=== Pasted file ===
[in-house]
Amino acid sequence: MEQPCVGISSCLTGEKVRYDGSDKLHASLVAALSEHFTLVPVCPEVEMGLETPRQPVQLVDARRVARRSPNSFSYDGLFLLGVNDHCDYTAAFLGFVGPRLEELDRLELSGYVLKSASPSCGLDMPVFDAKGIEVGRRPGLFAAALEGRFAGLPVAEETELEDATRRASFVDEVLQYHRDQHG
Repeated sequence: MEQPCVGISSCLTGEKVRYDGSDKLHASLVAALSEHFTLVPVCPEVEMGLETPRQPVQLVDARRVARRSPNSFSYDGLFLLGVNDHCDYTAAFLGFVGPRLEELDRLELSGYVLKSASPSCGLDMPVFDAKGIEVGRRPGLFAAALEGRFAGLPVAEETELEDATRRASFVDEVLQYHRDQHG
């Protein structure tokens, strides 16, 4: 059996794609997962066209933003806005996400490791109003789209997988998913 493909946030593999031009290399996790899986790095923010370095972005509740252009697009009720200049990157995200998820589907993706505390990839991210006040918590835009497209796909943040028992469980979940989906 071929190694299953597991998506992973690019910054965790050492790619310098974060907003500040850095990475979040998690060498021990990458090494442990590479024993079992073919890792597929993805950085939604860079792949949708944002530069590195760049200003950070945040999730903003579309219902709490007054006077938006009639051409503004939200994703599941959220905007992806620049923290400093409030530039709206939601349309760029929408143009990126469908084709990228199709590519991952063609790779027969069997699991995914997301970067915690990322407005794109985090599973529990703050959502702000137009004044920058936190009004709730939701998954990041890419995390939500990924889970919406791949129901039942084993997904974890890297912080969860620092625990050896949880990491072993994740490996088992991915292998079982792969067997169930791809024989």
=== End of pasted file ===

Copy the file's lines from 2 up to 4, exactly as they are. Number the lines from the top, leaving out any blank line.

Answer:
Amino acid sequence: MEQPCVGISSCLTGEKVRYDGSDKLHASLVAALSEHFTLVPVCPEVEMGLETPRQPVQLVDARRVARRSPNSFSYDGLFLLGVNDHCDYTAAFLGFVGPRLEELDRLELSGYVLKSASPSCGLDMPVFDAKGIEVGRRPGLFAAALEGRFAGLPVAEETELEDATRRASFVDEVLQYHRDQHG
Repeated sequence: MEQPCVGISSCLTGEKVRYDGSDKLHASLVAALSEHFTLVPVCPEVEMGLETPRQPVQLVDARRVARRSPNSFSYDGLFLLGVNDHCDYTAAFLGFVGPRLEELDRLELSGYVLKSASPSCGLDMPVFDAKGIEVGRRPGLFAAALEGRFAGLPVAEETELEDATRRASFVDEVLQYHRDQHG
């Protein structure tokens, strides 16, 4: 059996794609997962066209933003806005996400490791109003789209997988998913 493909946030593999031009290399996790899986790095923010370095972005509740252009697009009720200049990157995200998820589907993706505390990839991210006040918590835009497209796909943040028992469980979940989906 071929190694299953597991998506992973690019910054965790050492790619310098974060907003500040850095990475979040998690060498021990990458090494442990590479024993079992073919890792597929993805950085939604860079792949949708944002530069590195760049200003950070945040999730903003579309219902709490007054006077938006009639051409503004939200994703599941959220905007992806620049923290400093409030530039709206939601349309760029929408143009990126469908084709990228199709590519991952063609790779027969069997699991995914997301970067915690990322407005794109985090599973529990703050959502702000137009004044920058936190009004709730939701998954990041890419995390939500990924889970919406791949129901039942084993997904974890890297912080969860620092625990050896949880990491072993994740490996088992991915292998079982792969067997169930791809024989």